Brain Imaging Helps Predict Start of Heavy Alcohol Use Among Adolescents

Brain Imaging Helps Predict Start of Heavy Alcohol Use Among Adolescents

Posted: February 7, 2017
Brain Imaging Helps Predict Start of Heavy Alcohol Use Among Adolescents

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Neuroimaging data including fMRI help improve model that predicts if children will begin heavy alcohol use during adolescence.


Neuroimaging data can improve the performance of a model that aims to predict if a child will begin moderate to heavy drinking by the time he or she reaches age 18, according to a new study published in the American Journal of Psychiatry.

Adolescent drinking can lead to a variety of health risks for teens, including violence and risky sexual behavior, and has been linked to 5000 deaths each year in the U.S. These high stakes make it important to identify which children are most at risk for starting heavy alcohol use. Yet there are few studies that look at a wide variety of factors to determine an individual’s risk for adolescent alcohol abuse, the AJP researchers write.

To remedy this, the team, led by Lindsay M. Squeglia, Ph.D. of the Medical University of South Carolina used a sophisticated computer program to search through demographic, cognitive and neuroimaging data in search of factors that could help predict the onset of drinking during adolescence. 2000 Young Investigator grantee Martin P. Paulus, M.D. of the University of California, San Diego was also an author on the study.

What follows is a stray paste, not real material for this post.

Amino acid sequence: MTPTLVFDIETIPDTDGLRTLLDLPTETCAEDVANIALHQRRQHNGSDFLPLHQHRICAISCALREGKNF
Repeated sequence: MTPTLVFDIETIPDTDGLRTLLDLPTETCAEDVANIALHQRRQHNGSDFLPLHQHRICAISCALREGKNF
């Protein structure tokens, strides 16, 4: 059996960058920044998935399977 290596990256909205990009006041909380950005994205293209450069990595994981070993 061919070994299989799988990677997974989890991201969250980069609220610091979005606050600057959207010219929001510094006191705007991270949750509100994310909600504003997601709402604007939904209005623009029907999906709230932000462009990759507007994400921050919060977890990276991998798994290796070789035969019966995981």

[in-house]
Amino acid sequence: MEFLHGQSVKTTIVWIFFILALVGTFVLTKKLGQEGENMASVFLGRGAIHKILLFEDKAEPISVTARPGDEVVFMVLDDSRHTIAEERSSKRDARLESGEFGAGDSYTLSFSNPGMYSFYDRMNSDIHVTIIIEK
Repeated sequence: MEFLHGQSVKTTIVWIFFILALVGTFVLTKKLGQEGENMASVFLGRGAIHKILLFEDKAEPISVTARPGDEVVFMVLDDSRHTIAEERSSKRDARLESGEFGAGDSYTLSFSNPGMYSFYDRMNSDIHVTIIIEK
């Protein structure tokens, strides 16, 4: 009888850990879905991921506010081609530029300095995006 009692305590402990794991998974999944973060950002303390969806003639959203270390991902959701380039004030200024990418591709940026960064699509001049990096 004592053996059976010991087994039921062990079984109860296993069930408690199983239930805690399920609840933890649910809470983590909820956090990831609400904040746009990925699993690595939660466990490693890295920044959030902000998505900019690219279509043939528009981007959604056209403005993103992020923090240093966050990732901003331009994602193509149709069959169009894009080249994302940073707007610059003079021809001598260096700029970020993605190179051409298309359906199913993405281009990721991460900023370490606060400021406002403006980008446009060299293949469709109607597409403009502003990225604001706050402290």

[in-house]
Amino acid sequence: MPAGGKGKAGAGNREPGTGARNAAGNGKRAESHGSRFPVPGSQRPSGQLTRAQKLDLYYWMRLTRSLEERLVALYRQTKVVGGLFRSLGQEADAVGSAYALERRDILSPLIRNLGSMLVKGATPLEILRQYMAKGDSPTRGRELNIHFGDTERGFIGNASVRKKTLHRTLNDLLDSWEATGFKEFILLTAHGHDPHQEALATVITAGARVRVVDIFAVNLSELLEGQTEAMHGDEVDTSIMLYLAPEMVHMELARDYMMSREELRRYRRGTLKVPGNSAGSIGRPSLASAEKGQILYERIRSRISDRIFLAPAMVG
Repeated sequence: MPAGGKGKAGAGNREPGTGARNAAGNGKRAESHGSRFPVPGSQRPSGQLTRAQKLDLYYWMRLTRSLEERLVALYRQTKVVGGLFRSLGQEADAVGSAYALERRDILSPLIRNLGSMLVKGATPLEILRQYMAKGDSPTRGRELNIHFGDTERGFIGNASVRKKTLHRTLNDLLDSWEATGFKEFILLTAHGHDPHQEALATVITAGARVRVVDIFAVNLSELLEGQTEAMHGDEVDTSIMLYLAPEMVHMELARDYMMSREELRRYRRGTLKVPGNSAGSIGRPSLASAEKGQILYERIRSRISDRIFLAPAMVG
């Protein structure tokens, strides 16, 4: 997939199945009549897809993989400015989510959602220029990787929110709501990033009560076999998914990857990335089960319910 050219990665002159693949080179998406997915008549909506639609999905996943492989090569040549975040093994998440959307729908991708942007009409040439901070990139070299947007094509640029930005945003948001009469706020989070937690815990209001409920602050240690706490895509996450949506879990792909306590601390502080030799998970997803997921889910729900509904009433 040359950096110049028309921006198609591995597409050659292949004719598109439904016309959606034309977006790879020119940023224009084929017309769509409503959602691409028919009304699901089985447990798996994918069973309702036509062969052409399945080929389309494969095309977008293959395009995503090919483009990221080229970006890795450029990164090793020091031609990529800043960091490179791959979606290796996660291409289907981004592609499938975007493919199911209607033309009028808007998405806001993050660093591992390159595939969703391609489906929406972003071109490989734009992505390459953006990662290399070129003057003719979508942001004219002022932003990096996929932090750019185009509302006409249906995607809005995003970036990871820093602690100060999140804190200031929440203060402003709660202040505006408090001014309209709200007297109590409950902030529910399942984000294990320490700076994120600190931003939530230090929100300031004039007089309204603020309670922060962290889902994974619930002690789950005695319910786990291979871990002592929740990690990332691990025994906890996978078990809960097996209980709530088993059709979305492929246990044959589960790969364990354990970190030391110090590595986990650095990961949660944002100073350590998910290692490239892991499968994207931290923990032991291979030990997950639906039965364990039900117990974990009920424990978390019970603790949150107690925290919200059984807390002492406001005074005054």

The study included  137 adolescents aged 12 to 14, who were followed annually until age 18. By that age, 51 percent of the participants had begun moderate to heavy alcohol use, defined as having at least 3 drinks on at least 3 drinking occasions.

The model achieved 74 percent accuracy in predicting which adolescents would begin moderate to heavy alcohol use by age 18. Some of the factors that helped to predict the start of drinking included being male; having a higher than average socioeconomic status; having positive expectations for drinking; poor performance on tests measuring cognitive, attention and memory skills; and thinner brain cortical measurements and less brain activation in many areas of the brain, as measured by functional MRI tests.

By adding imaging data and neuropsychological data such as the cognition and attention tests, the researchers were able to improve the accuracy of their model beyond those that use only demographic or behavioral data. Dr. Squeglia and her colleagues suggest that similar models that draw from a wide range of factors could be useful to predict adolescent alcohol abuse in a clinical setting.